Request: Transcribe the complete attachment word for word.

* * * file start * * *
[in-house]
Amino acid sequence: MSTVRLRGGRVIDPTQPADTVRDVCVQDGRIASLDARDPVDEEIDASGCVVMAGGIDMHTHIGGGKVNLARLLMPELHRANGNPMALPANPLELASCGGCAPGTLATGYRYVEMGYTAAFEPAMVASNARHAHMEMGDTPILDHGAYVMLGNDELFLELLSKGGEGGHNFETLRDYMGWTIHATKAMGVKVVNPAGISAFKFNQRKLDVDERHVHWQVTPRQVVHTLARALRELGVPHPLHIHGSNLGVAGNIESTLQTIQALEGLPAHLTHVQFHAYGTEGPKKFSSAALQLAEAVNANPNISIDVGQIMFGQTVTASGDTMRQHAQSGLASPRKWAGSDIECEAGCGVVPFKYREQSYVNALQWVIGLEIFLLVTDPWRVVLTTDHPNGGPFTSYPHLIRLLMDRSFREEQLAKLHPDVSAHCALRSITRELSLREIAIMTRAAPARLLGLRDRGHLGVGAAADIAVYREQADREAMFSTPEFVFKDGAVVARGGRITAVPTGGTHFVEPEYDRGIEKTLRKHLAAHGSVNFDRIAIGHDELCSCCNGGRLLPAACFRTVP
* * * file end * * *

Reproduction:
[in-house]
Amino acid sequence: MSTVRLRGGRVIDPTQPADTVRDVCVQDGRIASLDARDPVDEEIDASGCVVMAGGIDMHTHIGGGKVNLARLLMPELHRANGNPMALPANPLELASCGGCAPGTLATGYRYVEMGYTAAFEPAMVASNARHAHMEMGDTPILDHGAYVMLGNDELFLELLSKGGEGGHNFETLRDYMGWTIHATKAMGVKVVNPAGISAFKFNQRKLDVDERHVHWQVTPRQVVHTLARALRELGVPHPLHIHGSNLGVAGNIESTLQTIQALEGLPAHLTHVQFHAYGTEGPKKFSSAALQLAEAVNANPNISIDVGQIMFGQTVTASGDTMRQHAQSGLASPRKWAGSDIECEAGCGVVPFKYREQSYVNALQWVIGLEIFLLVTDPWRVVLTTDHPNGGPFTSYPHLIRLLMDRSFREEQLAKLHPDVSAHCALRSITRELSLREIAIMTRAAPARLLGLRDRGHLGVGAAADIAVYREQADREAMFSTPEFVFKDGAVVARGGRITAVPTGGTHFVEPEYDRGIEKTLRKHLAAHGSVNFDRIAIGHDELCSCCNGGRLLPAACFRTVP